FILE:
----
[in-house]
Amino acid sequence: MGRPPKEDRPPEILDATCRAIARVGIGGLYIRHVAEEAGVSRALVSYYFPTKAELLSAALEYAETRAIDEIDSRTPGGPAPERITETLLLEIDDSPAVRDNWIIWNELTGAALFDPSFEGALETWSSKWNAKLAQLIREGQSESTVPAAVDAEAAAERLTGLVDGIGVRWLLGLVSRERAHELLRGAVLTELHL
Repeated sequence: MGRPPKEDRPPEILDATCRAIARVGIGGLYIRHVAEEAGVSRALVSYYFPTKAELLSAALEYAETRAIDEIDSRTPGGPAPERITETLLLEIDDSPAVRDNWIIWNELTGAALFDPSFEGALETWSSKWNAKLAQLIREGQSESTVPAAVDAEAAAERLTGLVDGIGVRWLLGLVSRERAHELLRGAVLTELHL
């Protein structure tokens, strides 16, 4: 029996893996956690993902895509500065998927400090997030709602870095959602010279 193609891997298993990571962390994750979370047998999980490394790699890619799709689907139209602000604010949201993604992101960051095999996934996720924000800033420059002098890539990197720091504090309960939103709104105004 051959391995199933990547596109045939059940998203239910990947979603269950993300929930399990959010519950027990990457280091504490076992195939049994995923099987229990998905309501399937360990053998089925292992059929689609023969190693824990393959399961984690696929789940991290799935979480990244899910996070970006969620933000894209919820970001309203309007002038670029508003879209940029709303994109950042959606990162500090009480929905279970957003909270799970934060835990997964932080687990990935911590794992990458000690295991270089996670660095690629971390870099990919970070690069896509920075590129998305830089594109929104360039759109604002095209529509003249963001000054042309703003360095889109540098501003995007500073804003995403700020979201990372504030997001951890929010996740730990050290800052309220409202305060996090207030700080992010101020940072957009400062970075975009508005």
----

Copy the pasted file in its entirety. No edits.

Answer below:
[in-house]
Amino acid sequence: MGRPPKEDRPPEILDATCRAIARVGIGGLYIRHVAEEAGVSRALVSYYFPTKAELLSAALEYAETRAIDEIDSRTPGGPAPERITETLLLEIDDSPAVRDNWIIWNELTGAALFDPSFEGALETWSSKWNAKLAQLIREGQSESTVPAAVDAEAAAERLTGLVDGIGVRWLLGLVSRERAHELLRGAVLTELHL
Repeated sequence: MGRPPKEDRPPEILDATCRAIARVGIGGLYIRHVAEEAGVSRALVSYYFPTKAELLSAALEYAETRAIDEIDSRTPGGPAPERITETLLLEIDDSPAVRDNWIIWNELTGAALFDPSFEGALETWSSKWNAKLAQLIREGQSESTVPAAVDAEAAAERLTGLVDGIGVRWLLGLVSRERAHELLRGAVLTELHL
């Protein structure tokens, strides 16, 4: 029996893996956690993902895509500065998927400090997030709602870095959602010279 193609891997298993990571962390994750979370047998999980490394790699890619799709689907139209602000604010949201993604992101960051095999996934996720924000800033420059002098890539990197720091504090309960939103709104105004 051959391995199933990547596109045939059940998203239910990947979603269950993300929930399990959010519950027990990457280091504490076992195939049994995923099987229990998905309501399937360990053998089925292992059929689609023969190693824990393959399961984690696929789940991290799935979480990244899910996070970006969620933000894209919820970001309203309007002038670029508003879209940029709303994109950042959606990162500090009480929905279970957003909270799970934060835990997964932080687990990935911590794992990458000690295991270089996670660095690629971390870099990919970070690069896509920075590129998305830089594109929104360039759109604002095209529509003249963001000054042309703003360095889109540098501003995007500073804003995403700020979201990372504030997001951890929010996740730990050290800052309220409202305060996090207030700080992010101020940072957009400062970075975009508005």